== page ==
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The majority of contributions of the tutor in the online chat came in the form of questions - with over two thirds of their speech being of the type ‘Questions’.

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When a tutor is present, only one in twenty contributions will be in the form of a question… indicating a level of passivity / lack of ownership of the conversation. 9 out of 10 of their interjections are ‘responses’. Responding to the questions which are being posed by the tutor… but generating little in the way of independent questioning.

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Interestingly enough, however, when the tutor wasn’t present, there was a significant increase by 9% in the amount of questions students were asking of one another and their level of ‘responses’ dropped by 17%. It might be said that students were more actively engaged in the discussion.

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Image source: hodge, ‘Post Season’, http://www.flickr.com/photos/hodge/81800813/ What happens to the type of responses students make when the tutor’s present?

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Image source: hodge, ‘Post Season’, http://www.flickr.com/photos/hodge/81800813/

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Image source: hodge, ‘Post Season’, http://www.flickr.com/photos/hodge/81800813/

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Image source: bionicteaching, ‘When the Emu Says Hello…’, http://www.flickr.com/photos/29096601@N00/1464697415/

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Image source: bionicteaching, ‘When the Emu Says Hello…’, http://www.flickr.com/photos/29096601@N00/1464697415/

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Image source: hodge, ‘Post Season’, http://www.flickr.com/photos/hodge/81800813/

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Image source: hodge, ‘Post Season’, http://www.flickr.com/photos/hodge/81800813/

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Image source: Jano De Cesare, ‘Scripta manent’, http://www.flickr.com/photos/27443110@N07/2978128591/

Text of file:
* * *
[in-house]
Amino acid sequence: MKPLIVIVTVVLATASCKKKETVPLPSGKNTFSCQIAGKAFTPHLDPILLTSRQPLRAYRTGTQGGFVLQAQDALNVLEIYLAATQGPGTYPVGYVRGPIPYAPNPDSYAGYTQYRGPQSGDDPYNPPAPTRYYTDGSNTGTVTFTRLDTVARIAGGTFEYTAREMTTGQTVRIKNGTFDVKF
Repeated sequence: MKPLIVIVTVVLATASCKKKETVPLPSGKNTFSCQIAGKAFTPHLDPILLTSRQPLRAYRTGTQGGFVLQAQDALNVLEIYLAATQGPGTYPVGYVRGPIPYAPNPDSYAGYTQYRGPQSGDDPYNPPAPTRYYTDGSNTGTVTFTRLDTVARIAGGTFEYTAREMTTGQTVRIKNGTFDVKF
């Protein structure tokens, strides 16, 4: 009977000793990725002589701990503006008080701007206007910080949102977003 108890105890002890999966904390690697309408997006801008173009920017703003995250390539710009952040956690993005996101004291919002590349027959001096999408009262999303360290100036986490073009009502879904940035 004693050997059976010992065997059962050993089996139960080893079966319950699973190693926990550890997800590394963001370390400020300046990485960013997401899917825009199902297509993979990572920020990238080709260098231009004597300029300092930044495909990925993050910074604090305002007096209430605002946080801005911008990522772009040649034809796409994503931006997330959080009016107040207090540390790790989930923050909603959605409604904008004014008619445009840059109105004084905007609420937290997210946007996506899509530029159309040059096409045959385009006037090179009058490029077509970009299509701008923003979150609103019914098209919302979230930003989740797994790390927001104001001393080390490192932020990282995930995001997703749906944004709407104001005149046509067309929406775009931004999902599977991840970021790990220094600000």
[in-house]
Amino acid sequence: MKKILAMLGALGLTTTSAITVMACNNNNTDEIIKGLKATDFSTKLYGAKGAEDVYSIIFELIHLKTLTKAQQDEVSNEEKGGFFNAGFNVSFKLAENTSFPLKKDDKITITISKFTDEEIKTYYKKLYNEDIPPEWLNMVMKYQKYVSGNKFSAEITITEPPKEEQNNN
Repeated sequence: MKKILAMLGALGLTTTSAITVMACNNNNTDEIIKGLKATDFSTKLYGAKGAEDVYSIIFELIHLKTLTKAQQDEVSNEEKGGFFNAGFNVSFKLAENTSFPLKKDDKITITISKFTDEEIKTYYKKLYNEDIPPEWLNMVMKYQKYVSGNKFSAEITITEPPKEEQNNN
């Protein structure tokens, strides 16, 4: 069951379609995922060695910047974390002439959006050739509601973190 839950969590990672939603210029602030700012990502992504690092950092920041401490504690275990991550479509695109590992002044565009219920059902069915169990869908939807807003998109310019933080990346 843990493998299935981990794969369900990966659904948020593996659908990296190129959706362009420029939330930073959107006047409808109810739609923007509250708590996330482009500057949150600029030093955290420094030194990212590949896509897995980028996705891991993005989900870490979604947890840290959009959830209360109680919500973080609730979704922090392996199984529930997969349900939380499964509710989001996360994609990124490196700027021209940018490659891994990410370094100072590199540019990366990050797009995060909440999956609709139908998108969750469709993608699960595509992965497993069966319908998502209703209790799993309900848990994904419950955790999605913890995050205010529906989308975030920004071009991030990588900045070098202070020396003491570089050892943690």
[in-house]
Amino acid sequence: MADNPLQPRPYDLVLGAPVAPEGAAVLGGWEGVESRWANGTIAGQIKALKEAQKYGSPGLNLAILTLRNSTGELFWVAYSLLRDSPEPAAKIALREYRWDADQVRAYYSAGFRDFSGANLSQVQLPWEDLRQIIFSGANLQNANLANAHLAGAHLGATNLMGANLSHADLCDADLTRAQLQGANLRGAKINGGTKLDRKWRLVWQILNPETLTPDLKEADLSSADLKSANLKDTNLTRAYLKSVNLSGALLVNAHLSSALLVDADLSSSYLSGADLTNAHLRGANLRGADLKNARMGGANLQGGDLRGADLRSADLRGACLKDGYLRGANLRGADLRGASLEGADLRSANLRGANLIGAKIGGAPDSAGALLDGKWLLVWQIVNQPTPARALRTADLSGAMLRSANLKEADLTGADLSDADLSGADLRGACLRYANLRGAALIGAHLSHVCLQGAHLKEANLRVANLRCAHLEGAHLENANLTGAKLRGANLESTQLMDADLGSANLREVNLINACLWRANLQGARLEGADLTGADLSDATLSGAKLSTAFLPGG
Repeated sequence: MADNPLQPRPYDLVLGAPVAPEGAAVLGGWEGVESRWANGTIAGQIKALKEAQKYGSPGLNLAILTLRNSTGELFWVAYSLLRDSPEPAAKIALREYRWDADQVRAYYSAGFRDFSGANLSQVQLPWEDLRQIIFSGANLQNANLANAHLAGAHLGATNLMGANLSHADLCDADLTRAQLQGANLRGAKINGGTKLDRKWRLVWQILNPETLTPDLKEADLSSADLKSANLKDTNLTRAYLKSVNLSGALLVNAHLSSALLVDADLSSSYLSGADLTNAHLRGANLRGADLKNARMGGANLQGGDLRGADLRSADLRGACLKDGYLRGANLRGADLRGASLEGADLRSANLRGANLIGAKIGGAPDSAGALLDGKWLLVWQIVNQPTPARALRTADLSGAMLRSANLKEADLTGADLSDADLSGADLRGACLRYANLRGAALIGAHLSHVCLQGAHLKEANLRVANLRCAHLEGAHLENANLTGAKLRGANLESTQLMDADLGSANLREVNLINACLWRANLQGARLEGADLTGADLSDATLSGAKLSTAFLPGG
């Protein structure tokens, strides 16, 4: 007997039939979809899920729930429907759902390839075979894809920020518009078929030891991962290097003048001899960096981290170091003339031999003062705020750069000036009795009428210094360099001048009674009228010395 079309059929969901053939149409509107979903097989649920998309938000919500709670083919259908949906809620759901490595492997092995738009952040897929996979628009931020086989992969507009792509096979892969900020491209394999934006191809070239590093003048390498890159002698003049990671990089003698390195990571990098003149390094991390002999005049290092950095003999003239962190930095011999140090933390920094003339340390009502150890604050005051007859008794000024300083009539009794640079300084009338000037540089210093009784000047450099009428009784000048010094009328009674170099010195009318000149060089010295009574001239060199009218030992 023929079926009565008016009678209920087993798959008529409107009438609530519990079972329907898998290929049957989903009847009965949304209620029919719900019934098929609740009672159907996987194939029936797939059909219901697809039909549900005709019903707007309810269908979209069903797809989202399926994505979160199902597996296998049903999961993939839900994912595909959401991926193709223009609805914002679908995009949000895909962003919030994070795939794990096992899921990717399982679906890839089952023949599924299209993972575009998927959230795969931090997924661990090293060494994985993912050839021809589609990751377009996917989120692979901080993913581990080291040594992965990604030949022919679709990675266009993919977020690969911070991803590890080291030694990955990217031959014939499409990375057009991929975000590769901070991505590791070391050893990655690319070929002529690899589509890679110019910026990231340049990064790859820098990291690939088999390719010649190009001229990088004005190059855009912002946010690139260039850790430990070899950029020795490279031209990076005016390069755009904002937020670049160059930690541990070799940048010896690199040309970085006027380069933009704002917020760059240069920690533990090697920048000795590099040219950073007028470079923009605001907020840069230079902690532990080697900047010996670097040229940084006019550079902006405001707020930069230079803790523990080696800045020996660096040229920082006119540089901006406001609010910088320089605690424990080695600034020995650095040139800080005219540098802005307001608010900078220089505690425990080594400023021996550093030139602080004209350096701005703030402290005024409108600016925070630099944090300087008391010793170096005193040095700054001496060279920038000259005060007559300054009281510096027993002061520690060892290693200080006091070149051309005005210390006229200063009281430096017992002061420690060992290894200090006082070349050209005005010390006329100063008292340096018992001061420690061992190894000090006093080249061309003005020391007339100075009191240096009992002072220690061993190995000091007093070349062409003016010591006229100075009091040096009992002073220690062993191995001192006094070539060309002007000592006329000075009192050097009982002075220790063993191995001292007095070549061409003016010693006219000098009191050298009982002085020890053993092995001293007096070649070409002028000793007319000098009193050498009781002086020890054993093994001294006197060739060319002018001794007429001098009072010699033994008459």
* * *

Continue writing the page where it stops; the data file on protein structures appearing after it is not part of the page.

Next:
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Image source: brunkfordbraun, ‘Idea’, http://www.flickr.com/photos/67961268@N00/330793963/

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Image source: Repoort, ‘Anybody excited?’, http://www.flickr.com/photos/41317431@N00/2579139642/

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Use chat with a clear purpose in mind. You want to encourage academic discussion and conversation so give your students a chance to think about it a little beforehand… and make sure it relates to their work!

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Introduce the activity – but not in the chat session itself. The introduction can take place either face-to-face or online and keep group size small (max of 5 participants), and if you want them to use the technology in a meaningful way, run a few sessions over a period of time so that the technology itself isn’t a barrier. Encourage them to use the tools they feel comfortable with.

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Don’t ask students to come up with ‘an’ answer. This can stifle debate and discussion. Instead, encourage them to discuss a particular question – which they can have an opinion on on several different levels (the discussion topic itself should not be a barrier to participation).

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For an online chat session a suggested time limit of 30 – 45 minutes will be enough to get a conversation going, but not too much that people run out of things to say or it becomes too intense. Also, allow them to select a time which suits them in which to hold their chat session, but be the facilitator of that organisation. A tool like www.doodle.com can be extremely helpful in narrowing options but allowing people to express preferences. All of these choices should be made at least a week before the session is held, and a reminder sent out to all that the chat will take place in the day before it happens.